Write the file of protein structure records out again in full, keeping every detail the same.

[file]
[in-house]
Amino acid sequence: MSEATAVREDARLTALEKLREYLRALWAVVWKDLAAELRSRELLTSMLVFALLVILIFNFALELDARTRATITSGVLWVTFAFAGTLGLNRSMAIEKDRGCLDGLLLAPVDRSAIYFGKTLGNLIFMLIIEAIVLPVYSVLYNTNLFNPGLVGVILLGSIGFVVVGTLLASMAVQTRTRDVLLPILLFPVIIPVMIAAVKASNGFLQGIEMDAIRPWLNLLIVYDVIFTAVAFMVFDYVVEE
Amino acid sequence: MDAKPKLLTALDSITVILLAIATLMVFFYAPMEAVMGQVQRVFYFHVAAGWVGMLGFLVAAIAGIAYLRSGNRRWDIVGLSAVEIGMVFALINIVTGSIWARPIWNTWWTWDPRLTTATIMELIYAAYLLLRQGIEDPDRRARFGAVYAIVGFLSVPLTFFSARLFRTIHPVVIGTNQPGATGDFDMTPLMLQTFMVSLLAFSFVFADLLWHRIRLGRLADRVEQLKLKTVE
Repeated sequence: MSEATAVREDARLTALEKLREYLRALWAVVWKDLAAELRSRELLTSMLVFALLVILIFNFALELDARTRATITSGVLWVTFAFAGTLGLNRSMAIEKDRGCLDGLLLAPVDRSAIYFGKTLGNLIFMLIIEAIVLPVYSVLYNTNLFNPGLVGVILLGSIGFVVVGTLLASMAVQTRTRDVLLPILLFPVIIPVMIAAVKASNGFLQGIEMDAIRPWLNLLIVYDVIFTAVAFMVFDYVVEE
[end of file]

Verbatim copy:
[in-house]
Amino acid sequence: MSEATAVREDARLTALEKLREYLRALWAVVWKDLAAELRSRELLTSMLVFALLVILIFNFALELDARTRATITSGVLWVTFAFAGTLGLNRSMAIEKDRGCLDGLLLAPVDRSAIYFGKTLGNLIFMLIIEAIVLPVYSVLYNTNLFNPGLVGVILLGSIGFVVVGTLLASMAVQTRTRDVLLPILLFPVIIPVMIAAVKASNGFLQGIEMDAIRPWLNLLIVYDVIFTAVAFMVFDYVVEE
Amino acid sequence: MDAKPKLLTALDSITVILLAIATLMVFFYAPMEAVMGQVQRVFYFHVAAGWVGMLGFLVAAIAGIAYLRSGNRRWDIVGLSAVEIGMVFALINIVTGSIWARPIWNTWWTWDPRLTTATIMELIYAAYLLLRQGIEDPDRRARFGAVYAIVGFLSVPLTFFSARLFRTIHPVVIGTNQPGATGDFDMTPLMLQTFMVSLLAFSFVFADLLWHRIRLGRLADRVEQLKLKTVE
Repeated sequence: MSEATAVREDARLTALEKLREYLRALWAVVWKDLAAELRSRELLTSMLVFALLVILIFNFALELDARTRATITSGVLWVTFAFAGTLGLNRSMAIEKDRGCLDGLLLAPVDRSAIYFGKTLGNLIFMLIIEAIVLPVYSVLYNTNLFNPGLVGVILLGSIGFVVVGTLLASMAVQTRTRDVLLPILLFPVIIPVMIAAVKASNGFLQGIEMDAIRPWLNLLIVYDVIFTAVAFMVFDYVVEE